Special Report: Looking Ahead

We asked industry professionals which magazines they’ll be reading in 10 years.

David Remnick

Editor, The New Yorker

>> I think the best magazines are going to survive and even thrive—certainly that’s the way I think about The New Yorker. We’ll face all kinds of challenges that nobody had to worry about in 1980, but I do think magazines will continue doing what they do best without inhibition and ceding the freedom they have. But we have to remain alert and flexible about the way they will thrive, and to what degree they will be on the Web and to what degree they will on paper. I still believe the best way to read The New Yorker is the way you get it in the mail—in this handy dandy print version.

Soledad O’Brien

Co-anchor, CNN’s American Morning

>> Definitely Time and Newsweek. And definitely Fortune, The Economist and various fashion magazines I like.

Ned Desmond

President, Time Inc. Interactive

>> I’ll be reading a lot of magazines, including all the ones I subscribe to now—SI, Time, Business 2.0, Fortune, Wired, The Economist, Eastern Flyfishing. They may differ from magazines today in one respect: They will be more indulgent, a little more a celebration of what magazines are all about, that appealing, even tantalizing mixture of form and substance. And one thing editors will laugh about—those days, back at the turn of the century, when everyone was confused about the difference between online editorial and print editorial. The difference will be so clear by then. The sites will be packed with breaking news and commentary, score and price updates, fresh takes from photo shoots, video footage, and sound-off and meet-up forums for readers and editors. We’ll see all that as huge, compelling, wonderful, and not like magazines at all.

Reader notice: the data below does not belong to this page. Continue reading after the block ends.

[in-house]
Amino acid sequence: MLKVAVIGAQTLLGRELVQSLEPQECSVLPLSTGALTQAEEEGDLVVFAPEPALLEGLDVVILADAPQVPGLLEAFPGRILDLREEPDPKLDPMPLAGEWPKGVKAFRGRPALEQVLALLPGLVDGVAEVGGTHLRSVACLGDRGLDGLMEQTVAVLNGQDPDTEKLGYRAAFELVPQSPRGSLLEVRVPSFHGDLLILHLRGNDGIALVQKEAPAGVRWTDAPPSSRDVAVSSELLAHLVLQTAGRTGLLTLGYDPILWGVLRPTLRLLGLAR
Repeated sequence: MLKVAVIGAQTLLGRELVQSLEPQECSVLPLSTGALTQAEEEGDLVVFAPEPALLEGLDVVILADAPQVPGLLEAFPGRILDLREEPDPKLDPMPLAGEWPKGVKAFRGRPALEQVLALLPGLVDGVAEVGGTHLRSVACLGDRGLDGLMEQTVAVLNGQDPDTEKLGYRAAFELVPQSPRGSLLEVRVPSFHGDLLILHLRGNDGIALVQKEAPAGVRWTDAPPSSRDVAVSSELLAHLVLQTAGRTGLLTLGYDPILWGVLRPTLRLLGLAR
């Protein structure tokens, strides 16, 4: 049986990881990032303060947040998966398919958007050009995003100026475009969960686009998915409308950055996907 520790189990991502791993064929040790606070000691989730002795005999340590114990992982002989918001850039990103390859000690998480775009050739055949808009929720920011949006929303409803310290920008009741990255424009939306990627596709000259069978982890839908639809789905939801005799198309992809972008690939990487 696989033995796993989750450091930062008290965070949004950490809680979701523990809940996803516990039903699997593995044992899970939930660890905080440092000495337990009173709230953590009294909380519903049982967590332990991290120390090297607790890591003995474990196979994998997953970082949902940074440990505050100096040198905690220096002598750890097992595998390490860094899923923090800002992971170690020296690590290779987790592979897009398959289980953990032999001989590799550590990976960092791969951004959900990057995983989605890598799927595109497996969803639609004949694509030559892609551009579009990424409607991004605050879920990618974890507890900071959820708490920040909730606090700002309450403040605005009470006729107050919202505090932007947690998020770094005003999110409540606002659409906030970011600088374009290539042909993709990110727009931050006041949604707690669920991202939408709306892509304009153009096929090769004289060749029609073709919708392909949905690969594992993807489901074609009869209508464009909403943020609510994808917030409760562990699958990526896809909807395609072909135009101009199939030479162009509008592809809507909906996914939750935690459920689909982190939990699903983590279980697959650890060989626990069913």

Mo Rocca

Contributor, CBS Sunday Morning and NBC’sTonight Show With Jay Leno

>> Parade. It’s family. It’s the Teddy bear I had as a child. I associate it with home and with Sundays. The magazines that will survive are those that are family members.

Kurt Andersen

Host, WNYC’s Studio 360; contributing writer, New York; author, Heyday

>> I can’t choose just one. Leaving aside the magazines to which I currently contribute (New York and Vanity Fair) and which one of my best friends runs (Time), there are three. Two of them, The New Yorker and The New York Review of Books, are simply indispensible to my sense of citizenship in the civilization. Do I care if I’m reading them in ink-on-paper or digital form? Not so much. And the third magazine I hope I’m reading in 2017 doesn’t yet exist—it’ll be a slightly strange, funny, energetic, awesomely smart and beautiful-looking magazine that I’m depending on some brilliant visionary to create during the next decade.

Vivian Schiller

Senior vp/general manager, nytimes.com

>> I’ll still be reading The New York Times Magazine, of course. Certainly, it will still come delivered in a blue bag with my Sunday Times, but I might also be experiencing it on our Web site, or on a tablet reading device. Or maybe I’ll be watching it on my iPod, or on my widescreen TV. If we can crack the code of delivering the luxury magazine reading experience off the printed page, it will be a win for readers and advertisers alike.

David Verklin

CEO, Carat Americas; chairman, Carat Asia-Pacific

>> Virtually every title that I love and enjoy today. The only difference is that I’ll find most come to me in a format and package that I’ll find more compelling at that moment in time.

Andrew Swinand

President, chief client officer, Starcom USA

>> I think the question is: How will I be reading my magazine in 10 years? People will always have a relationship with trusted content put forth by publishers. I will always turn to BusinessWeek for information and thoughts on the events of the past week and how they will affect my clients. The question is: Will I read it in a magazine, on a computer, a digital tabloid or my phone? All of the above and more.

Robin Steinberg

Senior vp, director of print investment and activation, MediaVest USA

>> I will always read People. In 10 years, the magazine business will be vastly different. The consumer will be connected to a brand, rather than a magazine per se, and interact with that brand’s content however and whenever they choose. As for the advertising buy/sell process, it will continue to migrate from a siloed process to a multifunctional, multi-platform process. Research will become ever more transparent as agency and clients demand improved clarity, accuracy and timeliness of data. It’s all about accountability—and that will not change.